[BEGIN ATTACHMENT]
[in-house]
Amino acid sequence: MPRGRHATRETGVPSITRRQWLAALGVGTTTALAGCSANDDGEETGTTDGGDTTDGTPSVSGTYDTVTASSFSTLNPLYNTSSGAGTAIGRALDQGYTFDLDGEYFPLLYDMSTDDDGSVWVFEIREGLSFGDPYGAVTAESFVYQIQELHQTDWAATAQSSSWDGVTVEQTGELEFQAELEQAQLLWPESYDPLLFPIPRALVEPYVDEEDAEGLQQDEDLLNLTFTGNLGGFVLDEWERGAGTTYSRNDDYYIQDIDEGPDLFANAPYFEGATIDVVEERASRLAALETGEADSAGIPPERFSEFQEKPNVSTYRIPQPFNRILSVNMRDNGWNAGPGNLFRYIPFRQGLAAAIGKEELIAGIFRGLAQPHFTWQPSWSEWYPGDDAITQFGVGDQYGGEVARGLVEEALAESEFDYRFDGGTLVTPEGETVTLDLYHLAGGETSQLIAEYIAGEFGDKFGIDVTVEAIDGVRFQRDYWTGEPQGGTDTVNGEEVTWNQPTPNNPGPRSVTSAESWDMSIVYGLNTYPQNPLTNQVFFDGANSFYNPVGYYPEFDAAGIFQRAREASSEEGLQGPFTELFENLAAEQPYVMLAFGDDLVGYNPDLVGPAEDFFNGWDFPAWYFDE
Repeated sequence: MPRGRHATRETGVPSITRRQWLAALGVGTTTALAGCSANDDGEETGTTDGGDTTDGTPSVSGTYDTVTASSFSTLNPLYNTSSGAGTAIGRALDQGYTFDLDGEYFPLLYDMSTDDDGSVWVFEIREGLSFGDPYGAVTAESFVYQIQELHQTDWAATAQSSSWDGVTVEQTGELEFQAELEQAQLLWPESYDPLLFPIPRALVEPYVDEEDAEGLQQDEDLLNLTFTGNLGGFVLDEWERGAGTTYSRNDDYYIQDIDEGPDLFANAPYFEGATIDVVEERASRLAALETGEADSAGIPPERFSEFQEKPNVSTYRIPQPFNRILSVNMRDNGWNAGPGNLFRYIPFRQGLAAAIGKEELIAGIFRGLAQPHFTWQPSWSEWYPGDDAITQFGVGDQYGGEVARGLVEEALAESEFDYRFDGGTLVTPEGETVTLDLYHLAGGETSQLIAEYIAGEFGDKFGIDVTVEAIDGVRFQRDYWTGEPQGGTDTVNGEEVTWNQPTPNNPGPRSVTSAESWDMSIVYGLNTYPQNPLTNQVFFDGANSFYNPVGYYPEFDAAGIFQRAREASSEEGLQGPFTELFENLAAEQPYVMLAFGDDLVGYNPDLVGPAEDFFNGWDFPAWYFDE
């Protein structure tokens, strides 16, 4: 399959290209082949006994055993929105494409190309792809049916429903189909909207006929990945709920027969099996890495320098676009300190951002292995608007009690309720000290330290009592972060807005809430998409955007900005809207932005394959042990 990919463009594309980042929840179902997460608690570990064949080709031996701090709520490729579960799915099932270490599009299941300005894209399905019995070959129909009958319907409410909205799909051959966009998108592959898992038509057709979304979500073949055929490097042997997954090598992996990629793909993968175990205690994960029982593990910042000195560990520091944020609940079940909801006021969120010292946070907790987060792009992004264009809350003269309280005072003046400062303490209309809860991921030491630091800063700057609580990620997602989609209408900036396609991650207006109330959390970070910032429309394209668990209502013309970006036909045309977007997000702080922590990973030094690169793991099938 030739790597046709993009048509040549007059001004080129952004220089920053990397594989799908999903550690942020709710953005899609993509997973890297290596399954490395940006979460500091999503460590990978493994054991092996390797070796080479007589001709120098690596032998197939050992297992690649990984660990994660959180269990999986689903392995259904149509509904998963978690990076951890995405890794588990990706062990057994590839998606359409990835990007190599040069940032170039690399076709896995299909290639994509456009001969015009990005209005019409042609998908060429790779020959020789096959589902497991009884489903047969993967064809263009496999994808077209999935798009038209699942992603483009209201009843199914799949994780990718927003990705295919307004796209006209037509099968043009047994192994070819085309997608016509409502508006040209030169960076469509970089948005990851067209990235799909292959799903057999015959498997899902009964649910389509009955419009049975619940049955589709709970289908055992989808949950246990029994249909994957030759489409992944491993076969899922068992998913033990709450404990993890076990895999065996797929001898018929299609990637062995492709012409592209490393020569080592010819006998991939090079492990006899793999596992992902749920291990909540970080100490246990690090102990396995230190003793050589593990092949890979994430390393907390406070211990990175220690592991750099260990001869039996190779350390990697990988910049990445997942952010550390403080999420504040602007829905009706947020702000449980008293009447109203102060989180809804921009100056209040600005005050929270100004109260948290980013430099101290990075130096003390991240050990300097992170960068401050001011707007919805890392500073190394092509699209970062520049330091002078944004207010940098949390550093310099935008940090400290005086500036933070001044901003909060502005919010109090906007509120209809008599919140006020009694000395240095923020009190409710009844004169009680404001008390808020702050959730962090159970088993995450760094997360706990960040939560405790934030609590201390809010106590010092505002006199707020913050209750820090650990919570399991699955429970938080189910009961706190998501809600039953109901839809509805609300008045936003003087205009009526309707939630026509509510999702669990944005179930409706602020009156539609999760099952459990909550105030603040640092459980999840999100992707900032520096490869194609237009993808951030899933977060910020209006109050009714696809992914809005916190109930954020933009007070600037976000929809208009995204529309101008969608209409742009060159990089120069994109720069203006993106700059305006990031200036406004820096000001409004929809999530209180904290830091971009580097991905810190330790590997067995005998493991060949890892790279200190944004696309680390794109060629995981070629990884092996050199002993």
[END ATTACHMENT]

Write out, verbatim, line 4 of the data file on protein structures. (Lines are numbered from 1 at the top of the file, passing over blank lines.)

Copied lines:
């Protein structure tokens, strides 16, 4: 399959290209082949006994055993929105494409190309792809049916429903189909909207006929990945709920027969099996890495320098676009300190951002292995608007009690309720000290330290009592972060807005809430998409955007900005809207932005394959042990 990919463009594309980042929840179902997460608690570990064949080709031996701090709520490729579960799915099932270490599009299941300005894209399905019995070959129909009958319907409410909205799909051959966009998108592959898992038509057709979304979500073949055929490097042997997954090598992996990629793909993968175990205690994960029982593990910042000195560990520091944020609940079940909801006021969120010292946070907790987060792009992004264009809350003269309280005072003046400062303490209309809860991921030491630091800063700057609580990620997602989609209408900036396609991650207006109330959390970070910032429309394209668990209502013309970006036909045309977007997000702080922590990973030094690169793991099938 030739790597046709993009048509040549007059001004080129952004220089920053990397594989799908999903550690942020709710953005899609993509997973890297290596399954490395940006979460500091999503460590990978493994054991092996390797070796080479007589001709120098690596032998197939050992297992690649990984660990994660959180269990999986689903392995259904149509509904998963978690990076951890995405890794588990990706062990057994590839998606359409990835990007190599040069940032170039690399076709896995299909290639994509456009001969015009990005209005019409042609998908060429790779020959020789096959589902497991009884489903047969993967064809263009496999994808077209999935798009038209699942992603483009209201009843199914799949994780990718927003990705295919307004796209006209037509099968043009047994192994070819085309997608016509409502508006040209030169960076469509970089948005990851067209990235799909292959799903057999015959498997899902009964649910389509009955419009049975619940049955589709709970289908055992989808949950246990029994249909994957030759489409992944491993076969899922068992998913033990709450404990993890076990895999065996797929001898018929299609990637062995492709012409592209490393020569080592010819006998991939090079492990006899793999596992992902749920291990909540970080100490246990690090102990396995230190003793050589593990092949890979994430390393907390406070211990990175220690592991750099260990001869039996190779350390990697990988910049990445997942952010550390403080999420504040602007829905009706947020702000449980008293009447109203102060989180809804921009100056209040600005005050929270100004109260948290980013430099101290990075130096003390991240050990300097992170960068401050001011707007919805890392500073190394092509699209970062520049330091002078944004207010940098949390550093310099935008940090400290005086500036933070001044901003909060502005919010109090906007509120209809008599919140006020009694000395240095923020009190409710009844004169009680404001008390808020702050959730962090159970088993995450760094997360706990960040939560405790934030609590201390809010106590010092505002006199707020913050209750820090650990919570399991699955429970938080189910009961706190998501809600039953109901839809509805609300008045936003003087205009009526309707939630026509509510999702669990944005179930409706602020009156539609999760099952459990909550105030603040640092459980999840999100992707900032520096490869194609237009993808951030899933977060910020209006109050009714696809992914809005916190109930954020933009007070600037976000929809208009995204529309101008969608209409742009060159990089120069994109720069203006993106700059305006990031200036406004820096000001409004929809999530209180904290830091971009580097991905810190330790590997067995005998493991060949890892790279200190944004696309680390794109060629995981070629990884092996050199002993």